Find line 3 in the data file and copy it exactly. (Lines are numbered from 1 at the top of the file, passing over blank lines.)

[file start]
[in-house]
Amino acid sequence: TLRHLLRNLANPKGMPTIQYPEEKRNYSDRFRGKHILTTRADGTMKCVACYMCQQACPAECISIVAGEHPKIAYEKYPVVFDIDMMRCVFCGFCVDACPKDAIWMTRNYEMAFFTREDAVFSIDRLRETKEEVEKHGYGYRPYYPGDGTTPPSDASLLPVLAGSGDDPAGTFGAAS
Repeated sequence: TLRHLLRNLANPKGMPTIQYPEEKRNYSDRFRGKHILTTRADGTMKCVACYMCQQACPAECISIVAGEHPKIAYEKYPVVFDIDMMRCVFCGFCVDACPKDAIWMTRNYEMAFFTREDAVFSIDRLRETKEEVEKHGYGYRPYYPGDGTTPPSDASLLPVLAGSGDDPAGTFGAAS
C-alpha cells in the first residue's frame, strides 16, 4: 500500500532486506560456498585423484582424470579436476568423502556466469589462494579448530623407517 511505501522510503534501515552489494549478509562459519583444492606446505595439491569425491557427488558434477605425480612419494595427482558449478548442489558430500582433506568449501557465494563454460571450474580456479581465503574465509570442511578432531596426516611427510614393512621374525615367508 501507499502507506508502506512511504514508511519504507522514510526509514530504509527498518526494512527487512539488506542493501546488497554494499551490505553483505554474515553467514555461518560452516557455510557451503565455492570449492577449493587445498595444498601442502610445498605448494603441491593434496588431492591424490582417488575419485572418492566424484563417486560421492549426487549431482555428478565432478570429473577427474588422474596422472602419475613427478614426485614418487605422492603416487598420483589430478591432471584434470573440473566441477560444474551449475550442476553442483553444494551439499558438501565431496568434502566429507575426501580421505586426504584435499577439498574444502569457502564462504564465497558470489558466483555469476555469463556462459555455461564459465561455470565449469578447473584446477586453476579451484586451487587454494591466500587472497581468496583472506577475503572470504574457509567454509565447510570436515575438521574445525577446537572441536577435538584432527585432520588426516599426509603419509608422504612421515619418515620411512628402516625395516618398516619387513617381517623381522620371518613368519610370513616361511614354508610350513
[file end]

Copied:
Repeated sequence: TLRHLLRNLANPKGMPTIQYPEEKRNYSDRFRGKHILTTRADGTMKCVACYMCQQACPAECISIVAGEHPKIAYEKYPVVFDIDMMRCVFCGFCVDACPKDAIWMTRNYEMAFFTREDAVFSIDRLRETKEEVEKHGYGYRPYYPGDGTTPPSDASLLPVLAGSGDDPAGTFGAAS